Saturday, June 6, 2009


Who does not like an ice cream if offered on any occasion? Of course people with compromised health conditions like diabetes, over weight etc, voluntarily abstain from indulging in ice cream, though they have the desire for the same. Conventionally ice cream is a concoction of sugar, dairy cream, sugar and flavor in which cream provides texture, sugar the taste and the flavor, real or artificial tickles the olfactory senses. Variants of ice cream are also made incorporating natural fruits and their derived products, chocolate ingredient, confectionery and caramel components and many others. Looking at the recipe, one is struck by the amount of sugar that is present in the product and more appropriately it should have been called frozen sweet cream or iced sweet cream. Probably during the early stages of ice cream industry in the eighteenth century, the type of ingredients available then could not give a smooth textured product as we are accustomed to now and therefore the water in the recipe got frozen into ice crystals apparently giving it the name which has become a popular generic name over a period of time.

Ice cream as we know to day is a product composed of milk fat, milk solids-non fat (MSNF), sugar and many functional additives which include stabilizers, emulsifiers and flavoring substances. Water and air constitute the most critical components that give the product the typical mouth feel enjoyed by the young and the old alike. Milk fat in ice cream products can vary from 10% to as high as 20% and higher the fat better is the eating quality of ice cream. In contrast there is a category of products similar to ice creams called Ice Milk with fat content 3-6%. Sugar levels are generally adjusted to 13-17% while MSNF is in the range 5-11% in ice creams and 11.5-14% in Ice Milk. There is a separate category of products going under the name Sherbets containing fat less than 3%, sugar up to 35% and MSNF 1-3%. Frozen Desserts are products not conforming to specifications of standard ice creams especially with regard to quantity and type of fat contained in them. These specialty ice cream-like products with low fat content and plant derived fats to avoid cholesterol issues are made for health freaks. Frozen yogurts, another member of the ice cream family is made from fermented milk solids and contain plenty of probiotics as a bonus.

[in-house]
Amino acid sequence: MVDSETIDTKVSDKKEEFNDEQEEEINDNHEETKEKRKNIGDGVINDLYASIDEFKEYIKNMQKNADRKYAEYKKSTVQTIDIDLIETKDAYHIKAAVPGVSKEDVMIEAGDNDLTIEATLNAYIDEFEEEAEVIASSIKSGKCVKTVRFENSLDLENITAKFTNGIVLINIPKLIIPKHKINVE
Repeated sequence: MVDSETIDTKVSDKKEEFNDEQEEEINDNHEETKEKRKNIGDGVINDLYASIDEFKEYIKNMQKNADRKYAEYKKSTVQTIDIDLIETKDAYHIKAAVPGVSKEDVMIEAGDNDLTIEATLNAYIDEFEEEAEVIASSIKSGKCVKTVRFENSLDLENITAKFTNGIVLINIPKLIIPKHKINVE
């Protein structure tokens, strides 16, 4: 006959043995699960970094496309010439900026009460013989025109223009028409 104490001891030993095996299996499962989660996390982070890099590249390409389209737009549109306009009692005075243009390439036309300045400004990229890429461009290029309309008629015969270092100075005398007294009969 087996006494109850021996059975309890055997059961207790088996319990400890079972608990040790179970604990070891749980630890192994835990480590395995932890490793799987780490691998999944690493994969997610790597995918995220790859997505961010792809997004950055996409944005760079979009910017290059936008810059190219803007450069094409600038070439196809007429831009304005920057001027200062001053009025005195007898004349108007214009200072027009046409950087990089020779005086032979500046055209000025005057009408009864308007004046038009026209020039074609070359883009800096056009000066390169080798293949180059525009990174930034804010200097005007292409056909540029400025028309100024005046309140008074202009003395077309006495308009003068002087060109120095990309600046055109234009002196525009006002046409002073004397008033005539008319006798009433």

Froozer is a new product introduced in the US market based on strawberry, blueberry and raspberry and does not contain any milk solids. This product made from frozen fruit pulps can compete with true ice cream in terms of taste, texture and mouth-feel though it has neither the fat nor other typical ingredients that go into ice cream and imagine, a 100 gm serving is equivalent to more than 65 gm of the natural fresh fruit. Availability of a fantastic range of functional ingredients makes it possible to simulate any products which are popular with the consumers. In mid-nineteen nineties, similar products were developed in Malaysia using fruit pulps and MSNF to simulate ice creams and were appropriately called frozen fruit creams. However such products could not get adequate consumer response at that time but to day with health concerns upper most in the minds of consumers, they may yet click.

Under the current Indian food legislation, the standards set forth for ice cream is rather stringent and there is very little scope for any innovation that would have resulted in more healthy products. The frozen dessert category of products similar to ice creams opened up a route for replacing milk fat with vegetable fat, considered much more healthier than any animal fat including milk fat but still stipulates inclusion of MSNF and sugar. With so much knowledge emerging on the health front, one would have thought that a wiser policy must prevail allowing freedom to the industry to develop and offer to the consumers frozen products with healthier ingredients like fruits and others and encourage consumers to switch over to such products instead of the conventional ice cream. Ice cream is consumed mainly for the pleasure of eating, the nutrition aspect being secondary and encouraging the industry to offer products similar to ice cream but more nutritious and safer makes eminent sense. Government policies should not be a hindrance but a facilitatory step for such initiatives on the part of the processing industry.


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